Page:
Obesity overtakes smoking as risk factor for four common cancers

overweight man's hand on belly, obesity concept
overweight man's hand on belly, obesity concept

Obesity has overtaken smoking as a risk factor for some types of cancer – including four of the most common.

We often hear the phrase “smoking kills”, but Cancer Research UK are highlighting the danger of excess weight as obese people now outnumber smokers by two to one.

In cases of bowel, kidney, ovarian and liver cancer, obesity is a bigger risk factor than cigarettes, according to the latest research from the charity.

For instance, obesity causes 1,900 more cases of bowel cancer a year than smoking. For kidney cancer, it’s 1,400 more cases; 460 more ovarian cancer cases, and 180 more liver cancer cases.

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The research has come as figures released by Public Health England and the Office for National Statistics show a substantial reduction in smoking in the UK.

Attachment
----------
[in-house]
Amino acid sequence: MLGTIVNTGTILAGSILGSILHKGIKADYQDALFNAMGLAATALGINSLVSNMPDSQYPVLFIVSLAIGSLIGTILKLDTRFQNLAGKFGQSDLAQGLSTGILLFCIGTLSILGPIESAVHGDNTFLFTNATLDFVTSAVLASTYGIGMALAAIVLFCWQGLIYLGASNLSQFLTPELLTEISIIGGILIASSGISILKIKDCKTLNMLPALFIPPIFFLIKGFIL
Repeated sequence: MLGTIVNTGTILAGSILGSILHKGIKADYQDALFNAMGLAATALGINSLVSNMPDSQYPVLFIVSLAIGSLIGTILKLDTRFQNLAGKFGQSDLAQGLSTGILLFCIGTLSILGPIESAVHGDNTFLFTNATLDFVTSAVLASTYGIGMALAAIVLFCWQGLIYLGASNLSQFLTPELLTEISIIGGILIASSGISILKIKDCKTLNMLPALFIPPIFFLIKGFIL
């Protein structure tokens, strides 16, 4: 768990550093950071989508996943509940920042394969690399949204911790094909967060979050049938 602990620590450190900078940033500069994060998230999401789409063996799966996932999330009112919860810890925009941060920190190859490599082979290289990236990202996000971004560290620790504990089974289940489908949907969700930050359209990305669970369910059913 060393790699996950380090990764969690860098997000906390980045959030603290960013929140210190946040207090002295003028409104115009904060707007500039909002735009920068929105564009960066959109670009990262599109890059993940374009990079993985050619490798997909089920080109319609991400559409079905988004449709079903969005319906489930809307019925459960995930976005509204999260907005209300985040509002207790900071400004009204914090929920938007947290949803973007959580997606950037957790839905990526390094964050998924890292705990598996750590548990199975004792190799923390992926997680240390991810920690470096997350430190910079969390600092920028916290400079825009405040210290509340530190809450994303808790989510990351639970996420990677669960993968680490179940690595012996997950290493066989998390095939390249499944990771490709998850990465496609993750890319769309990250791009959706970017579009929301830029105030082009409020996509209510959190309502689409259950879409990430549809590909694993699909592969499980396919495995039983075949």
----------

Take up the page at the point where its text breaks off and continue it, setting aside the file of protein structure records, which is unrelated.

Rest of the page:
The overall smoking rate was down to 14.9% last year, down five percentage points from 2011.

“As smoking rates fall and obesity rates rise, we can clearly see the impact on a national health crisis when the government puts policies in place – and when it puts its head in the sand,” said Michelle Mitchell, the charity’s chief executive, in a statement.

“Our children could be a smoke-free generation, but we’ve hit a devastating record high for childhood obesity, and now we need urgent government intervention to end the epidemic. They still have a chance to save lives.”

It comes amid a “fat-shaming” row over Cancer Research UK’s new billboard campaign.

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Some people on Twitter have called for the charity to remove the billboards, which they said “incite fat hatred”.

However, others have praised the organisation for tackling the sensitive topic, saying it’s time to address the health impact of obesity.

Obesity is thought to affect around one in every four adults in the UK, and roughly one in five children aged 10 to 11.

Earlier this year, a debate broke out over whether obesity should be labelled as a disease or a lifestyle choice, after the Royal College of Physicians called for obesity to be reclassified as a the latter.